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Frequently Asked Questions

Furnace Installs

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When Should I Consider Replacing My Furnace?

At this elevation, the average life expectancy of furnaces are around 20-25 years. But we have seen some well-maintained furnaces last even longer!

We do not suggest customers replace an operating unit, except for the following instances: 

  • If a repair cannot help the unit be operable again

  • The furnace is in need of a major repair, such as a motor, circuit board, or gas valve​.

  • The heat exchanger is rusted or cracked.

  • If you want to lower your utility bills due to a low efficiency unit

What is the Average Cost for a Furnace Replacement?

Depending on the size of your home, the efficiency and brand of the desired unit, and the location of your current furnace, the replacement cost for an 80% efficiency gas furnace currently starts at $4,700 for most homes. This out-the-door price includes all supplies, labor, taxes, permits, and the inspection. We have upfront pricing and no hidden fees. 

What Brands Do You Offer?

We are an authorized Amana, Trane, Rheem, and Goodman furnace dealer, although we can order other brands.

How Long Does an Install Take?

Most residential furnace installs can be completed in one day.

 

How Soon Can You Install?

Depending on the demand, we can generally schedule the install within 1-2 weeks of the customer's approval.

What Payment Method Do You Accept?

We accept cash, check, Visa, Master Card, American Express, and Discover. We also offer payment plans.

Do You Offer Financing?

We offer financing through GoodLeap and PowerPay. Both financing companies use a soft credit check until funding. You may learn more here.

Can I Purchase a Higher Efficiency Furnace?

Yes, however furnaces with metal exhaust flue pipes are limited to 80% efficiency. For higher efficiency furnaces, the metal flue pipes are replaced with PVC pipes and routed to the side of the house rather than to the roof. In homes with finished basements, this typically means cutting out sheetrock to install a high efficiency furnace.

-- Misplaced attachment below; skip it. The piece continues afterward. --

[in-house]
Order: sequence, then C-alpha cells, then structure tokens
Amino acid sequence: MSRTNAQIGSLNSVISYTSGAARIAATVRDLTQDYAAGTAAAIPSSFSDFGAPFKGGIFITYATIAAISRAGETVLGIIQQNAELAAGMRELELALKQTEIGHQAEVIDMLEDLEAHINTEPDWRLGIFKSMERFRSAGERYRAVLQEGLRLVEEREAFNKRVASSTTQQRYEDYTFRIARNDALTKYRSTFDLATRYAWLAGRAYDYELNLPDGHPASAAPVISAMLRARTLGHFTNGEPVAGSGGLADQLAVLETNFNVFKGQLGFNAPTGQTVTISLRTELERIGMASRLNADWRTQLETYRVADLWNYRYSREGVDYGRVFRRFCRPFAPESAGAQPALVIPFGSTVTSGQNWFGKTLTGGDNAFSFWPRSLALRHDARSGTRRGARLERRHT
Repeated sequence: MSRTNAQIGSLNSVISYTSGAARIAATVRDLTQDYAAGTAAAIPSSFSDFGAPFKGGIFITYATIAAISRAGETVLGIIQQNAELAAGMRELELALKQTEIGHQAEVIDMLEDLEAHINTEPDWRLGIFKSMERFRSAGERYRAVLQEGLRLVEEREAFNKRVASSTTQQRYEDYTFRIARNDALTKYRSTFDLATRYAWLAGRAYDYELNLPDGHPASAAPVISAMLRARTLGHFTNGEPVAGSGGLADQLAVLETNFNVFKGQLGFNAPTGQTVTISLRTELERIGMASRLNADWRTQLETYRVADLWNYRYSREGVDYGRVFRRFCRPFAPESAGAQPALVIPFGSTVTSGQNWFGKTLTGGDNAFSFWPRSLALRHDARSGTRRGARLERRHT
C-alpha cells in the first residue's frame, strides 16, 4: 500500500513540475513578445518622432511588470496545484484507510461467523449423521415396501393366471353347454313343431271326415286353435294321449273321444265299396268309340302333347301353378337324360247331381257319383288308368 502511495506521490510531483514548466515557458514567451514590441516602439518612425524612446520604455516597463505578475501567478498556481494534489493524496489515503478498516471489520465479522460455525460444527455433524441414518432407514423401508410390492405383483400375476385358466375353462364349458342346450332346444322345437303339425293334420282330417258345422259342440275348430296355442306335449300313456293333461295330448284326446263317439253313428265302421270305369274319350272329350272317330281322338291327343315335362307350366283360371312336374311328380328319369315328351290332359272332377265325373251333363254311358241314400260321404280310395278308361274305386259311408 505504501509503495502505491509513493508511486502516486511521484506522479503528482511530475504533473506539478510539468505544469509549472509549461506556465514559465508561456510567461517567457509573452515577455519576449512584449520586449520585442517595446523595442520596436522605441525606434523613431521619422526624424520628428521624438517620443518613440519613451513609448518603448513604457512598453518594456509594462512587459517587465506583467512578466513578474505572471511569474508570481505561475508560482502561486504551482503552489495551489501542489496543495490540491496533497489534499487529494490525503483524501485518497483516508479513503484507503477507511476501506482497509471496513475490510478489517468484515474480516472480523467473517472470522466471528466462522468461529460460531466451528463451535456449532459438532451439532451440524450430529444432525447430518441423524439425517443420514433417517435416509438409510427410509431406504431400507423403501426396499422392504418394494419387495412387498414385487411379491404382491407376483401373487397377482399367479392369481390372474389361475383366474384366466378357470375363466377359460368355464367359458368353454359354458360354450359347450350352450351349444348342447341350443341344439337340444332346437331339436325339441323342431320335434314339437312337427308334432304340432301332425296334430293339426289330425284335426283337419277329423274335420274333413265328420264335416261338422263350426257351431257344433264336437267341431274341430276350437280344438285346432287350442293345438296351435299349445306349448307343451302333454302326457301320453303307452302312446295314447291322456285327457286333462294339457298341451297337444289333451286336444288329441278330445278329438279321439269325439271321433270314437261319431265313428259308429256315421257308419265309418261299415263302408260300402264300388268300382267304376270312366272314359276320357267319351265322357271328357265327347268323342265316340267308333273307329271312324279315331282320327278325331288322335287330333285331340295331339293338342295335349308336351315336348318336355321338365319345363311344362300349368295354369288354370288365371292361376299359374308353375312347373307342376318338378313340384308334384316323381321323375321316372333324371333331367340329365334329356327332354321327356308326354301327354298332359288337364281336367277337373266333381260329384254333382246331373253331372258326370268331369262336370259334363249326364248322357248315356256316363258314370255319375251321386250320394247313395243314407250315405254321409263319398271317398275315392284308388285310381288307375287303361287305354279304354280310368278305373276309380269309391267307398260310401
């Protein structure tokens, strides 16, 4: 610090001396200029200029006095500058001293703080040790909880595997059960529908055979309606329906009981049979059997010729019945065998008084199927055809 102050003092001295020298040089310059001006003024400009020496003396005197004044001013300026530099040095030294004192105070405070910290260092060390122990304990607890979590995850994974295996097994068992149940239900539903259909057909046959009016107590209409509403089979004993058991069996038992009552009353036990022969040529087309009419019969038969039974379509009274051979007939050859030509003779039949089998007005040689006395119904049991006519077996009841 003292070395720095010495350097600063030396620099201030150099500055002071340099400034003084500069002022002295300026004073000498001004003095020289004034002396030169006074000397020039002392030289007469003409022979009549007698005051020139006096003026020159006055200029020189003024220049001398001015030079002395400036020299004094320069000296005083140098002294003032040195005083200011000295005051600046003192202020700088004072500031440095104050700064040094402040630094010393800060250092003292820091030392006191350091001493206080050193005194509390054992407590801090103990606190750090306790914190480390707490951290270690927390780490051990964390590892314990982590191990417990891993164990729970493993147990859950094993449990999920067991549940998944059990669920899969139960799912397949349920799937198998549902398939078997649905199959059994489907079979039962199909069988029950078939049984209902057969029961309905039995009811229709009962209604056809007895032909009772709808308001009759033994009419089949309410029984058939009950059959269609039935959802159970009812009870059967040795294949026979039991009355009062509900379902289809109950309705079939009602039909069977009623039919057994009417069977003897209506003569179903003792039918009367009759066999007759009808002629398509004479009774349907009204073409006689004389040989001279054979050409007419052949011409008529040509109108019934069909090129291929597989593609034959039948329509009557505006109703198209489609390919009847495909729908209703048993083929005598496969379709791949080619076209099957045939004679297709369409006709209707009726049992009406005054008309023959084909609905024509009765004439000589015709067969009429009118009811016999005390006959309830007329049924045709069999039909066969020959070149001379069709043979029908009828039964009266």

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Replacing an Existing furnace 

Types of Furnaces
Today's furnaces are much safer with electronic controls. If a problem is detected, the furnace will not operate. The burners are self-igniting so there is no standing pilot.

Single-Stage vs Two-Stage
The most common furnace in homes today is the single-stage furnace where the burner is either on or off. A Two-stage furnace has more flexibility with a low heat and a high heat setting to match the needs of the home. Single-stage furnaces generally have a single-speed motor while the two-stage furnace has an ECM or variable speed motor to match the low or high heat stages. 

                     
Blower Motors (Standard, ECM, Variable Speed)


Standard
The most common type of blower motor is the standard 3-speed motor that utilizes one speed for heat and another for cooling. This type of motor was phased out in July of 2019 and has been replaced with ECM and Variable Speed motors.

ECM
ECM stands for Electrically Commutated Motor or a high efficiency computer-controlled motor. These motors can have 9 speeds to supply air at the required rate with minimal power.

Variable Speed Motors
Variable Speed Motors are efficient and quiet. They utilize a full range of motor speeds allowing the furnace blower to ramp up and down slowly and quietly. They also provide additional air flow and compensate for dirty air filters.  

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Two-Stage S8X2 

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